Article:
Although there is limited research into this area, studies have shown that increasing the energy density of meals through food enrichment can increase an individual’s overall caloric intakes up to 30% (Odlunds et al 2003). Other studies have indicated that dietary counselling gave comparable increases in weight to oral nutritional supplement use (Baldwin and Weekes, 2012).
If a patient has a poor appetite, problems with eating, or has lost weight recently, it is important that the food and drinks taken contain as much energy and protein as possible.
Dietary advice could include:
Little & often: aim to have three small meals plus two to three nourishing snacks in between (eating every 2-3 hours) as trying larger meals may over-face the patient (see table 1 for snack ideas)
Choosing full fat and sugar products rather than ‘low fat/sugar’ as they contain more calories. e.g. Choose full cream milk instead of skimmed/semi skimmed milk and normal butter/spread rather than low fat spread.
Nourishing drinks can be a simple way of increasing calories intake. Options include malt drinks, milk based coffee, hot chocolate, fresh fruit juices, milkshakes, smoothies or enriched soups.
Food Enrichment: Involves using every day food items to enrich the diet with energy and protein such as using adding butter, cream, cheese, full fat milk, skimmed milk powder, oils, crème fraiche to foods to boost their energy and protein content (see Table 3). Please note that some foods only add energy to food while others also provide protein which is required for tissue growth and repair (see Table 4).
Consider a multivitamin & mineral supplement as those eating small amounts or a limited variety of foods may not have adequate micronutrient intake.
Savoury and sweet snacks ideas
|Crisps||Flavoured rice cakes||Cheese biscuits|
|Bread sticks||Crackers / crisp breads||Cheese twists|
|Handful of nuts||Mini sausage rolls||Mini pork pies|
|Scotch egg||Cheese and crackers||Build up/ Complan packet soups|
|Sweet (may not be suitable for patients with diabetes)|
|Jelly sweets||Snack / full size chocolate bars||Jaffa cakes|
|Dried fruit||Popcorn||Ice cream|
|Full fat yoghurts or mousses||Custard pots||Tinned fruit in syrup|
|Rice pudding||Chocolate spread|
|Angel Delight||Fruit and custard / cream||Crème caramel|
|Crème brulée pots||Trifle pots||Panna cotta|
|Mini apple pies||Cream cakes||Fruit Fool|
|Milk jelly||Semolina||Sponge Pudding|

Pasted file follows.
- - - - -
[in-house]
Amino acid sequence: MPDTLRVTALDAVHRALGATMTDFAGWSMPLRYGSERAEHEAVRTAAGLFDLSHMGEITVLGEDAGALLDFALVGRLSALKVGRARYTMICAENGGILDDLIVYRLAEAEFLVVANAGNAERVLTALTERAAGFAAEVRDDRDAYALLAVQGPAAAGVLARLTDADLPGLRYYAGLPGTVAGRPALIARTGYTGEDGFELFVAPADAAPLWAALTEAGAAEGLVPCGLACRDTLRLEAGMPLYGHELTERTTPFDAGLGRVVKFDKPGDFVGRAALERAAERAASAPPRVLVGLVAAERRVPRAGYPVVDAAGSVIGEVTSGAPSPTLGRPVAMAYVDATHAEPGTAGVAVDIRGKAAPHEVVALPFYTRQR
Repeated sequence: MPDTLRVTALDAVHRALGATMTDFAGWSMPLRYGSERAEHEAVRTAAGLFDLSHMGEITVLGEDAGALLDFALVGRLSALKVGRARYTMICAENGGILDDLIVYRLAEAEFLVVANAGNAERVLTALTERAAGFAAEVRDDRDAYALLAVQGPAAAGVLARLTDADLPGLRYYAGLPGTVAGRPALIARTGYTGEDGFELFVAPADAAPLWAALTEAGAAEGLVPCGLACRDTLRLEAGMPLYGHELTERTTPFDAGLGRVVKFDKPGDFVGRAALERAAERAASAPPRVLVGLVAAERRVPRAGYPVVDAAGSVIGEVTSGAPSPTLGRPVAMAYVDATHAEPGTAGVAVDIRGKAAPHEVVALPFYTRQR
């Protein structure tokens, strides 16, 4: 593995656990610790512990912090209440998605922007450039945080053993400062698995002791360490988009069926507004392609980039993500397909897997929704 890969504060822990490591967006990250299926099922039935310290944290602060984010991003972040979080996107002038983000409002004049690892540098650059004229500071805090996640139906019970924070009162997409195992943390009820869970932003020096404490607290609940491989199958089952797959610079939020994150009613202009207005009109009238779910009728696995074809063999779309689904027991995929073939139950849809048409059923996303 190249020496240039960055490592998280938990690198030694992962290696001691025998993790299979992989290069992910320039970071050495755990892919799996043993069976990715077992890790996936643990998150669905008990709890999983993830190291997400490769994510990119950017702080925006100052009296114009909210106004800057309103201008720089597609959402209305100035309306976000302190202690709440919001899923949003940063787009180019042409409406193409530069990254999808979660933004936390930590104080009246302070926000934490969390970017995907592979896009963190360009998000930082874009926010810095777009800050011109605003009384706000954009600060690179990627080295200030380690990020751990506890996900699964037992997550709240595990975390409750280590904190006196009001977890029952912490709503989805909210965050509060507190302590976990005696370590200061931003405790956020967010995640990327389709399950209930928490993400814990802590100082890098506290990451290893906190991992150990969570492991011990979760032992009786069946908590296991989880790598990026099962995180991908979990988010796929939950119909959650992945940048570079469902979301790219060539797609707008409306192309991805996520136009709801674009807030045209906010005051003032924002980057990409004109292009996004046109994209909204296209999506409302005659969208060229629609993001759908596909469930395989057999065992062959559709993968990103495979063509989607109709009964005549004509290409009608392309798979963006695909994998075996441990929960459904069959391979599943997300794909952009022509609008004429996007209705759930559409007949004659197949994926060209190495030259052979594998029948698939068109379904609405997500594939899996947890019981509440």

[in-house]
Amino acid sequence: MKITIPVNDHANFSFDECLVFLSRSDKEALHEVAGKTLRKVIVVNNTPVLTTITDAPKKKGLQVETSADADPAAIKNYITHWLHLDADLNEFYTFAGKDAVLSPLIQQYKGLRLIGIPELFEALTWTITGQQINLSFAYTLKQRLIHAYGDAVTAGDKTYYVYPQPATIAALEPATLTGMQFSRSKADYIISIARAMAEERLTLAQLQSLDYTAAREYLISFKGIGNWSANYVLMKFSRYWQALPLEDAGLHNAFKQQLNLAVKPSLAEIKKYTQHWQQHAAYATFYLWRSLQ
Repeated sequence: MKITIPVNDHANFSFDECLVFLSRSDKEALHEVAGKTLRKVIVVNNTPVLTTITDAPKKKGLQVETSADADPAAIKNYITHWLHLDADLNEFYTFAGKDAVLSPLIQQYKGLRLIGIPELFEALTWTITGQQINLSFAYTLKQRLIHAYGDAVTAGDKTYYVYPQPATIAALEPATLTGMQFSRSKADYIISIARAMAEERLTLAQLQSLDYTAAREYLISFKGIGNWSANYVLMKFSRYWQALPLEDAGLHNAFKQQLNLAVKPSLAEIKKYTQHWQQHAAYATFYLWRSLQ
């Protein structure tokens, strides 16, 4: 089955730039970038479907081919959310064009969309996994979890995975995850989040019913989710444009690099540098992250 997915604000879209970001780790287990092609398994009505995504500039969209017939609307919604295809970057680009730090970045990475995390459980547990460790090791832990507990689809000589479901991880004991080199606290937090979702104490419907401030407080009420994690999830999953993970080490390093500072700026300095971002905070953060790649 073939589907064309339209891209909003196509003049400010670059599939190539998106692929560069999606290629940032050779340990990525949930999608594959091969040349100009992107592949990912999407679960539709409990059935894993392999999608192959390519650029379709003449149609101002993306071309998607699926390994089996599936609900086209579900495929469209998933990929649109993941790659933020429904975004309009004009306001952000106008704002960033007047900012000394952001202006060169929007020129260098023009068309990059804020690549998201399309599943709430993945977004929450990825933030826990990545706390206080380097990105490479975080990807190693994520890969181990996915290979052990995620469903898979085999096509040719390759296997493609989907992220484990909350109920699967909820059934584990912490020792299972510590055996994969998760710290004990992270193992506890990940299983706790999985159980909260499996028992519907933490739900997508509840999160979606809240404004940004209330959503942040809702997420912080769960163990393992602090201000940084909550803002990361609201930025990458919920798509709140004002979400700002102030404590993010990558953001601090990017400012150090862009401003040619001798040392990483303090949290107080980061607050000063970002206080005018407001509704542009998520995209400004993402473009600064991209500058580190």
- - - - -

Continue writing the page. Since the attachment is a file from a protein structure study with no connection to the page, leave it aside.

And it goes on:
Recipe for homemade milkshakes
|Sugar||4g (1 tsp)|
|Vanilla Ice Cream||80ml|
|Skimmed milk powder||24g|
|Total (approx. -more if whisked and frothy)||180ml|
|Calorie content (estimated)||400kcal|
|Protein content (estimated)||13g|
|Combine all ingredients with a whisk or in a blender.|
|Milkshake powder/chocolate spread/fruit can be added to vary flavour if desired.|
Examples of the increases in energy possible through food enrichment
|Food enrichment ideas||Energy before (kcal)||Energy After (kcal) and % added|
|Whole Milk (1 Pint)||Add 4 tablespoons of dried skimmed milk powder.||375||583 (55% extra)|
|Custard (125ml)||Add 1 tablespoon of dried skimmed milk powder and 2 tablespoons of double cream.||148||349 (135% extra)|
|Milk based Soup (125ml)||Add 1 tablespoon of dried skimmed milk powder and 2 tablespoons of double cream.||80||
280 (250% extra)
|Porridge made with whole milk (200g)||Add 1 tablespoon dried skimmed milk powder and 2 tablespoons of double cream.||226||
426 (88% extra)
|Mash potato (1 scoop)||Add 1 tablespoon of butter and 1 tablespoon double cream.||70||183 (160% extra)|
Vegetables (2 tablespoons)
|Add 1 teaspoon of butter.||15||
52 (246% extra)
|Rice Pudding (125g)||Add 1 tablespoon of dried skimmed milk powder and 2 tablespoons double cream and 2 teaspoons of jam.||106||
332 (213% Extra)
Energy and Protein in common food enrichers
|Full Fat Milk||✔||✔|
|Skim Milk Powder||✔||✔|
|Cream cheese||✔||✔ Low|
Baldwin, C. and Weekes, C. E. (2012), Dietary counselling with or without oral nutritional supplements in the management of malnourished patients: a systematic review and meta-analysis of randomised controlled trials. Journal of Human Nutrition and Dietetics, 25: 411–426.
Odlunds Olin A., Armyr I., Soop M., et al. (2003) Energy dense meals improve energy intake in elderly residents in a nursing home. Clin Nutr, 22:125-131
Silver, H.J. (2009) Food modification versus Oral Liquid Nutrition Supplementation. Nestle Nutrition institute workshop service clinical performance program, 12:79-93
Stratton, R. (2005) Should food or supplements be used in the community for the treatment of disease-related malnutrition?. Proceedings of the Nutrition Society, 64: 325–333.